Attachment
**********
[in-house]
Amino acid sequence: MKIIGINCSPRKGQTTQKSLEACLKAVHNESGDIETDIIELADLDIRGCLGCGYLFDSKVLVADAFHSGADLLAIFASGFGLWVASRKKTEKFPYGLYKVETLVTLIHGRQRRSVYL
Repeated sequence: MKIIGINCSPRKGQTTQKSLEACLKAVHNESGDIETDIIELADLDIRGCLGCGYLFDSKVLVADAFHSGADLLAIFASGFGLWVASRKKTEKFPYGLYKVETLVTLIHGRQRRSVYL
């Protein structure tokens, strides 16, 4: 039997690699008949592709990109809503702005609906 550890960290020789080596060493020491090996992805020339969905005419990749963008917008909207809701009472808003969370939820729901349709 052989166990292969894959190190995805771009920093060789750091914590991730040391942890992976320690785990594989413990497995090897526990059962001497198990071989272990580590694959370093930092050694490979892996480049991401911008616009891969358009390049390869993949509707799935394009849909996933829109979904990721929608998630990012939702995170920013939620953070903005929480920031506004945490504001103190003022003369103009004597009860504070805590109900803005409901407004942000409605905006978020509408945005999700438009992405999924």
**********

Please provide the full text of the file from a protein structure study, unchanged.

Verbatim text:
[in-house]
Amino acid sequence: MKIIGINCSPRKGQTTQKSLEACLKAVHNESGDIETDIIELADLDIRGCLGCGYLFDSKVLVADAFHSGADLLAIFASGFGLWVASRKKTEKFPYGLYKVETLVTLIHGRQRRSVYL
Repeated sequence: MKIIGINCSPRKGQTTQKSLEACLKAVHNESGDIETDIIELADLDIRGCLGCGYLFDSKVLVADAFHSGADLLAIFASGFGLWVASRKKTEKFPYGLYKVETLVTLIHGRQRRSVYL
């Protein structure tokens, strides 16, 4: 039997690699008949592709990109809503702005609906 550890960290020789080596060493020491090996992805020339969905005419990749963008917008909207809701009472808003969370939820729901349709 052989166990292969894959190190995805771009920093060789750091914590991730040391942890992976320690785990594989413990497995090897526990059962001497198990071989272990580590694959370093930092050694490979892996480049991401911008616009891969358009390049390869993949509707799935394009849909996933829109979904990721929608998630990012939702995170920013939620953070903005929480920031506004945490504001103190003022003369103009004597009860504070805590109900803005409901407004942000409605905006978020509408945005999700438009992405999924």